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Thread: solar systems

  1. #11
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    Quote Originally Posted by Justloadit View Post
    I did note this with other manufacturers but my Deye on rare occasions, I can hear very faintly a fan kick in when the heat sink reaches about 50°C.
    I was under the impression that the Deye and Sunsync are the same just branded differently.
    I am still trying to figue out if DEYE and Sunsynk are the same company ... I am surprised someone hasnt come up with comparison chart between inverters ... deciding which inverter is more of a challenge than designing the installation.

    a couple years a go it was simple ... limited choice ... now every week there is a cheaper lighter unit offering more features.

    The big question is are the installers installing the best option for your application.

    If you read the writing on the wall ... we in for some huge changes in the near future.

    I am already seeing bad designs and selection of inverters.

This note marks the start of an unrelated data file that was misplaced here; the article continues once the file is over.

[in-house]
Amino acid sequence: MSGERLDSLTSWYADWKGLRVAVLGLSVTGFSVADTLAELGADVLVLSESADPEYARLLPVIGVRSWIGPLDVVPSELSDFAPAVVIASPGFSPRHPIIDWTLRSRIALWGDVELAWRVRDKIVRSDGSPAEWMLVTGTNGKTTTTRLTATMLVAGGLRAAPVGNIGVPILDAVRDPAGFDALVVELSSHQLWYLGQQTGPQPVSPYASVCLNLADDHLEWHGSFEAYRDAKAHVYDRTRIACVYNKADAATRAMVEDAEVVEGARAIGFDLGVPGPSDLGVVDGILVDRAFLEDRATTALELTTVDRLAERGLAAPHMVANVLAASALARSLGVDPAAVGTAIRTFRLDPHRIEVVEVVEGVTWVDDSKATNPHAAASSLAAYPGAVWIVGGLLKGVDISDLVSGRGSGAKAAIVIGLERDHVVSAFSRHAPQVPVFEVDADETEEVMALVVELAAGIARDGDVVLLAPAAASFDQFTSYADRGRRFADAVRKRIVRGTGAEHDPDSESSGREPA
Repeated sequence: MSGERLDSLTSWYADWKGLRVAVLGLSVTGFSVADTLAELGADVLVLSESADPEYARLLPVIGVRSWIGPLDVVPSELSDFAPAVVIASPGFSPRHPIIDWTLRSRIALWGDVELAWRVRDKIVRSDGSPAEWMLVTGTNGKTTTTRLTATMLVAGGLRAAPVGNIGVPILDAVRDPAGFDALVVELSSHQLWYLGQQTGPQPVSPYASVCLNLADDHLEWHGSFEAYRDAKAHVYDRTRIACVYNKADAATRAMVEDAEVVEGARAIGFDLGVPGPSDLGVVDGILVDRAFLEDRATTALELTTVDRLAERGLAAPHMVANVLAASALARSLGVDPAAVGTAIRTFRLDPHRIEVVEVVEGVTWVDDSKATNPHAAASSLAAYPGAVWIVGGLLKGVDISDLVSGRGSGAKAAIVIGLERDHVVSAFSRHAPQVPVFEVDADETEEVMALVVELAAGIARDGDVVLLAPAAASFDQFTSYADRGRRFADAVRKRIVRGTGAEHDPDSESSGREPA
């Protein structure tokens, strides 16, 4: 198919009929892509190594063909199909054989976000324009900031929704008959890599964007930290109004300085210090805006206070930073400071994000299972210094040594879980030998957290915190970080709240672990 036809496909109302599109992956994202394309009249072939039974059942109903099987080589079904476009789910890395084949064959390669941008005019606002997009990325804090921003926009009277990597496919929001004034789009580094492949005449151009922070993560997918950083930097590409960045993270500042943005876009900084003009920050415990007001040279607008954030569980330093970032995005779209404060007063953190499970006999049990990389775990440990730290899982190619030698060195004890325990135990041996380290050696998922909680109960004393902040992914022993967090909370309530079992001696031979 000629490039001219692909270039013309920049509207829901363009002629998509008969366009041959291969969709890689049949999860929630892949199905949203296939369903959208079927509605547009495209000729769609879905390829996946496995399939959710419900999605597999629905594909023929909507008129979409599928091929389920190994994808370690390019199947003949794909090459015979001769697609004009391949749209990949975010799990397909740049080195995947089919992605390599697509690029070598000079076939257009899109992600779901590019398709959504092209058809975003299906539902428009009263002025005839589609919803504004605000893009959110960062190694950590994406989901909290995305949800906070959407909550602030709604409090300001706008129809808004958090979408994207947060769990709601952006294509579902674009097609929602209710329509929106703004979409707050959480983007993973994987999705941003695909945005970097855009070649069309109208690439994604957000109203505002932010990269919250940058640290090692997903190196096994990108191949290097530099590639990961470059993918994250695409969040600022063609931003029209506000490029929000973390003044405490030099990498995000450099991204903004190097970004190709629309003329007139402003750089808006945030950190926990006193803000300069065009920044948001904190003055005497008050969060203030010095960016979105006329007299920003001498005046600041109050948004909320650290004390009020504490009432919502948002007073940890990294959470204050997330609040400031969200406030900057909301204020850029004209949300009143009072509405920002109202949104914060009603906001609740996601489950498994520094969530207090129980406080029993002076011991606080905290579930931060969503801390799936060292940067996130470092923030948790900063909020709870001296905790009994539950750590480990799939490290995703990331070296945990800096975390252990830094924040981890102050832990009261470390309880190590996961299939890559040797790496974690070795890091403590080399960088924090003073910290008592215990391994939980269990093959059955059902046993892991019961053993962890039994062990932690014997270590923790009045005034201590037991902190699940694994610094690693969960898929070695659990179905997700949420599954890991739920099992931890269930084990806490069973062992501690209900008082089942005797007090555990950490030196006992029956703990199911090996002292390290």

Everything from mounting lead acid batteries inside cupboards.

    To backup systems to people who are expecting some sort of return on investment ... but the cheaper price not aware of the short falls.

    Incorrect design and installation practises.

    Lack of protective devices ... no surge protection ... missing fuses or incorrectly selected fuse and cicruit breaker protection.

    Another import thing to note ... just because a installation looks pretty doesnt make it legal or safe.

    This is why I believe every installation should be recorded on data base with the COC ... if you want to start an association make sure you have a competent person to carry out random checks and tests

    on your members installations.
    Comments are based on opinion...not always facts....that's why people use an alias.

  2. #12
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    Anyone know when the draft for the new SANS rules will be released ?